5 With… Jeff Reynolds, AmericanFlags.com
Jeffrey Reynolds is the President/CEO of Precision Marketing Solutions, Inc., a privately held communications and ecommerce company based on Long Island. The company’s portfolio includes about 3,000 domain names and websites in a dozen markets, the most prominent of which is AmericanFlags.com.
Since purchasing that domain a month after 9/11 on eBay for $2,650, Reynolds has turned the once vacant URL into one of the nation’s top flag retailers, with revenues doubling annually since that time. Other websites in the company’s portfolio include JackOLantern.com, SantasMailbox.com, Discrimination.com, DivorceDirectory.com, BestPsychics.com, PetSitter.com and BlackBikeWeek.com.
Precision Marketing offers a wide range of marketing, public relations and communications services on a flat fee or monthly retainer basis, as well as strategic business consulting services with an emphasis on ecommerce.
Dr. Reynolds holds a Master’s Degree in Public Administration and a Ph.D. in social policy from the State University of New York at Stony Brook, where he is a member of the adjunct faculty. In addition to his business endeavors, Dr. Reynolds provides strategic marketing, government relations, fund development and program evaluation services to health and human service organizations on Long Island including a youth violence prevention program and the region’s largest HIV/AIDS care agency.
1.) EJS: How did you acquire AmericanFlags.com, and when you were bidding on it, did you plan to build a website/business using the name?
JR: “I acquired the name in October of 2001 – about a month after 9/11 –via an eBay auction with no specific plan in mind. The second-highest bidder emailed me a note of congratulations and told me that his interest in the name was related to the fact that he had a warehouse full of American flags he was looking to peddle. It was an instant match as I didn’t have a single flag to sell and probably wouldn’t have been able to find inventory at any price given that most major suppliers were sold out within days after 9/11. In a few emails, we worked out a simple dropshipping arrangement.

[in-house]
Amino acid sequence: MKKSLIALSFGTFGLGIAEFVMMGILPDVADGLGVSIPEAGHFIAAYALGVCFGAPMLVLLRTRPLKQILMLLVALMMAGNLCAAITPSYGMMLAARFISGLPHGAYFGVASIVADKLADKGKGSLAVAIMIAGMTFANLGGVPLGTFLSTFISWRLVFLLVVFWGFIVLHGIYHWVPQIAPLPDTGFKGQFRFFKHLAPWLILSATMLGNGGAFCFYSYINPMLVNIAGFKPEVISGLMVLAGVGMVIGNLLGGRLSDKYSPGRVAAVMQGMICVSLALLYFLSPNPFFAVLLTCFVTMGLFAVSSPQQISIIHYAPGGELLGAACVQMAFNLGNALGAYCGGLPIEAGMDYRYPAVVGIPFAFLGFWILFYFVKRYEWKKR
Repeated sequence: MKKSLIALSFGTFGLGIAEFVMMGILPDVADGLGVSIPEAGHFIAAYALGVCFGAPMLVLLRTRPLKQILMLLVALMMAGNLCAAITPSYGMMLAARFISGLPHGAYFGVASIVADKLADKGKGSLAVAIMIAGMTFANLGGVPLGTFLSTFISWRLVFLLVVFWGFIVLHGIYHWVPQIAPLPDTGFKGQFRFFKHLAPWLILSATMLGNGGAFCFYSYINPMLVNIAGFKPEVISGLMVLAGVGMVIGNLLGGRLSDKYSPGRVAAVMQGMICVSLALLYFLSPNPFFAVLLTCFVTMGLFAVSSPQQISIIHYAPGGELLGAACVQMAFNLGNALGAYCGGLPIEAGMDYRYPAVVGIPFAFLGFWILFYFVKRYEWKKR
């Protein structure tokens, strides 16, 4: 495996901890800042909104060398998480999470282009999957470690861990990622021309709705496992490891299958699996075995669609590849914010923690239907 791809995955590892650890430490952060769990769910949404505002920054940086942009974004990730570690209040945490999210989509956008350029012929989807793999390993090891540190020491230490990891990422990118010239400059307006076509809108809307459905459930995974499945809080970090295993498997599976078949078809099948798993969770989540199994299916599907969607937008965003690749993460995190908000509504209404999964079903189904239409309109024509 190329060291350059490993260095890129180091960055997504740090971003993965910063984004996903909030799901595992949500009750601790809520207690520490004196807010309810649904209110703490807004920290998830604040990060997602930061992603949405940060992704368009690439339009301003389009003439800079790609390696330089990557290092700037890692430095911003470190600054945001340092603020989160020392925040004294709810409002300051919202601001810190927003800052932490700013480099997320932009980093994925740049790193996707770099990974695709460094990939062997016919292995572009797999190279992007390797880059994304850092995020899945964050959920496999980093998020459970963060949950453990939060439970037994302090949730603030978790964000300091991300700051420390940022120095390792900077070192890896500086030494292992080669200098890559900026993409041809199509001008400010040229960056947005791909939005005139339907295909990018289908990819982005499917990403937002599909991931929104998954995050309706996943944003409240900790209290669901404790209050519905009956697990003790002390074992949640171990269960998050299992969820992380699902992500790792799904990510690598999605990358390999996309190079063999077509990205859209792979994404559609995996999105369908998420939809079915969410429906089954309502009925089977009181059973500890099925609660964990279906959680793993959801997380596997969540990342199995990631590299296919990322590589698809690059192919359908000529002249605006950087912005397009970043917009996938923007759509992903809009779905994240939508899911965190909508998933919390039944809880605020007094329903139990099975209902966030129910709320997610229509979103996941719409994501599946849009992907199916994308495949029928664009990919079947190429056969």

I fired up my brand new copy of Microsoft Frontpage and threw together a single page website. Orders began coming in literally within seconds of the site going live and I re-couped my whopping $2,650 domain investment almost immediately. Once we had depleted the original inventory, I spent the next couple years building a base of major suppliers, expanding the product line to include US flags of different weights and sizes, world flags, state flags, military flags, residential/commercial flagpoles and more.
I never imagined the business would be where it is today, and it’s been an educational, occasionally overwhelming (think July 4th of every year) and dare I say – even fun – ride. My wife Maureen has become a vital part of the business and with infinitely more patience and tact is far better than I am at things like customer service.”
2.) EJS: Do you think a domainer/domain investor can also be a domain developer without losing his identity?
JR: “Absolutely and having a foot in both worlds has helped diversify both my skills and my business portfolio. The trend among domain investors is development and shifts in the PPC market, along with some other dynamics will likely accelerate the convergence of domain investing and development. Having said all that and getting back to the identity question, most people know me as the “AmericanFlags.com guy,” which I’ve perpetuated by speaking at TRAFFIC and doing interviews such as this one.